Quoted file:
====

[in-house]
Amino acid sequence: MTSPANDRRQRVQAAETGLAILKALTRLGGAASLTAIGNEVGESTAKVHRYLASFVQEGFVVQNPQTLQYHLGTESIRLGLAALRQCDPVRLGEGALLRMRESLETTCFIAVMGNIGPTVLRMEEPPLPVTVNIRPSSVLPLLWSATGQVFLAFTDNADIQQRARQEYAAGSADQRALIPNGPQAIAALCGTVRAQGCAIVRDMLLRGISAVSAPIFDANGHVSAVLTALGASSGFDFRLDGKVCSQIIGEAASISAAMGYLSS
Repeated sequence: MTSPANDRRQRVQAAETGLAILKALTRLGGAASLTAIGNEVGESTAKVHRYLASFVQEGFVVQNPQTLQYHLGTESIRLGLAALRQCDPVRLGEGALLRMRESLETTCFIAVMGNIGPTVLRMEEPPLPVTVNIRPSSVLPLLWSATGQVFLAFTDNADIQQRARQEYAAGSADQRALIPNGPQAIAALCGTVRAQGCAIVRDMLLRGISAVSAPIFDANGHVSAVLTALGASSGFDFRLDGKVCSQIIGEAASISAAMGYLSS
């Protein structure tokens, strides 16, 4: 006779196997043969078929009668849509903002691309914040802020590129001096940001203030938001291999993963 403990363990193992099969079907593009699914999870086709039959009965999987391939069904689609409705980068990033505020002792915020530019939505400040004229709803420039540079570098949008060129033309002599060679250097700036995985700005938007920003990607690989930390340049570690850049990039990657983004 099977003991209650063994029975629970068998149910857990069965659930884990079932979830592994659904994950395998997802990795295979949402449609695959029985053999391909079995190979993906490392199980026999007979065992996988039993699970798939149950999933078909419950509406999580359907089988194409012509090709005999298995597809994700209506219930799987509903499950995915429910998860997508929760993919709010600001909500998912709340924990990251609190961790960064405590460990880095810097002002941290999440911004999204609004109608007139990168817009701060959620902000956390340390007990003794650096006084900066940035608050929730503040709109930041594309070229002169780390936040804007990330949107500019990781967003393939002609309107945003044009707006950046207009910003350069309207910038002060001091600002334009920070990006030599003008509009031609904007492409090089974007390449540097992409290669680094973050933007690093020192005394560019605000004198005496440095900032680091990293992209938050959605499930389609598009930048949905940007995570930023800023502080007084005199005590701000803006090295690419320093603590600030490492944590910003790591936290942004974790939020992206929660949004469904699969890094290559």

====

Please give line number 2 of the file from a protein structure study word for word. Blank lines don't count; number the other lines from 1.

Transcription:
Amino acid sequence: MTSPANDRRQRVQAAETGLAILKALTRLGGAASLTAIGNEVGESTAKVHRYLASFVQEGFVVQNPQTLQYHLGTESIRLGLAALRQCDPVRLGEGALLRMRESLETTCFIAVMGNIGPTVLRMEEPPLPVTVNIRPSSVLPLLWSATGQVFLAFTDNADIQQRARQEYAAGSADQRALIPNGPQAIAALCGTVRAQGCAIVRDMLLRGISAVSAPIFDANGHVSAVLTALGASSGFDFRLDGKVCSQIIGEAASISAAMGYLSS